Flights Cancelled As London Is On Red Alert For Storm Eunice

Flights Cancelled As London Is On Red Alert For Storm Eunice

Forecasters are concerned about ‘flying debris resulting in danger to life’ as well as ‘roofs blown off and electricity lines brought down’. The warnings are in effect from 7 a.m. to 12 p.m. in the South West and 10 a.m. to 3 p.m. in the South East.
The Army is ready to respond to what might be the greatest storm in 32 years.
Over 80 British Airways flights were canceled at London Heathrow and City airports, all railways in Wales were suspended, and vehicles were advised to only make essential journeys while key attractions such as the London Eye, Kew Gardens, and Legoland were all closed.
The Met Office issued the first red warning for the South West at 11 am on Thursday, 20 hours in advance, before issuing the second for the South East at 4 am on Friday.
The South West warning covers coastline of Devon, Cornwall and Somerset as well as South Wales due to the combination of high tides, strong winds and storm surge – while the second is over most of South East England.
Top wind speeds could hit 100mph with the strongest gusts expected in exposed coastal areas, while a lesser amber warning for gusts up to 80mph covers the whole of England until 9 pm tonight having started at 5 am.
The Met Office added that the phenomenon which is known as a sting jet – a small area of highly intense wind inside a storm – could form later today. It would be the first instance of such an event since the Great Storm of 1987.
Forecasters today, Friday, urged Britons to work from home in the worst affected areas – with the centre of the storm expected to be up the Bristol Channel and around the narrowing of the River Severn in Gloucestershire.
MailOnline reported that top wind gusts recorded as of 8 am were 77mph on the Isles of Scilly, 75mph at Capel Curig in North Wales and 71mph at Needles on the Isle of Wight.
Following the red alert issued: Most schools across the worst hit regions in the South West and Wales announced they will shut today;
Major UK attractions including Windsor Castle, London Zoo and Chessington World of Adventures closed;
Windsor Great Park, Richmond, Bushy and Greenwich Parks in London all said they would shut to the public;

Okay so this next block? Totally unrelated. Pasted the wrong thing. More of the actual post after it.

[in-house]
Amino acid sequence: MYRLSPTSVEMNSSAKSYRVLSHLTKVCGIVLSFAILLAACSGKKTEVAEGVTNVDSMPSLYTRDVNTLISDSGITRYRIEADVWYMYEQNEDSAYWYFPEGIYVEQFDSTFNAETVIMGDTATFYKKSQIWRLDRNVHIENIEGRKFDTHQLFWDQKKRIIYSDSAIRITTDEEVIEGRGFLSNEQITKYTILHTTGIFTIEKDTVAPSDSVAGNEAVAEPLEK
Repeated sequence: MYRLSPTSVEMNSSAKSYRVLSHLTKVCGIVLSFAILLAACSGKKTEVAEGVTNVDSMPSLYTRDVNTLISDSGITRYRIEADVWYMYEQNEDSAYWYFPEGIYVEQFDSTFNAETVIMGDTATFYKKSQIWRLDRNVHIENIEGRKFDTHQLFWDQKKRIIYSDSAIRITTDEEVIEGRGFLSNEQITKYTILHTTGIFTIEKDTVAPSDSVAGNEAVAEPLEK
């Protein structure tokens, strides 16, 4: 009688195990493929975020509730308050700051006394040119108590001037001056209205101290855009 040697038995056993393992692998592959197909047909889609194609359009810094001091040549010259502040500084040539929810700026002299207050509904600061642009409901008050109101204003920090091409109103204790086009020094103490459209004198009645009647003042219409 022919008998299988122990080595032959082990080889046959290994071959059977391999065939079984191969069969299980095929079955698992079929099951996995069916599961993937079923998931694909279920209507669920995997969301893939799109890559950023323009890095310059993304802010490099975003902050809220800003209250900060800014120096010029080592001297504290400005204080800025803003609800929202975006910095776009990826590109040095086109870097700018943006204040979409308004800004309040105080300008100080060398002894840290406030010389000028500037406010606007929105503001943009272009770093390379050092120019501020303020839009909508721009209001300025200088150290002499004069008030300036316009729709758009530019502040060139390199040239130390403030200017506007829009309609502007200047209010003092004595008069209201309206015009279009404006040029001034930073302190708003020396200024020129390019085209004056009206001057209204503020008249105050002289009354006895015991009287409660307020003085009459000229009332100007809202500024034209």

Network Rail warned disruption was ‘inevitable’ with airports advising people to check flights with airlines;
People were urged not to take dangerous ‘storm selfies’ with huge waves expected along the south coast;
The Environment Agency issued 10 severe flood warnings, 31 normal flood warnings and 102 flood alerts;
In some areas, refuse collections were cancelled and residents warned to ‘tie down’ bins in the back garden;
Pet owners were warned to take extra precautions to keep their animals safe during the storm.
Home Office minister Damian Hinds told Sky News: “We are strongly encouraging people to take precautions and make sure they stay safe.”
He added: “Over the longer term a lot of learning has been done from Storm Arwen, particularly on dealing with welfare issues, staying in touch with people, staying in touch with customers for the (power) networks.
“But in the immediate term there are troops on high readiness standby, the Environment Agency on the ground, the networks themselves have to be very much active, and they are.
“Weather is unpredictable and it is really important that we all continue… to take those precautions and try to keep everyone safe.”
When asked if people could get ‘cut off’ by the storm, Hinds said that was ‘absolutely a risk’, and the red weather warning indicated a ‘risk to life and limb’.
Families have been warned to expect falling trees, flying debris, severe flooding, roofs blown off and downed power lines.
Forecasters are especially worried because the storm is hitting during the morning rush hour – and in heavily populated areas.
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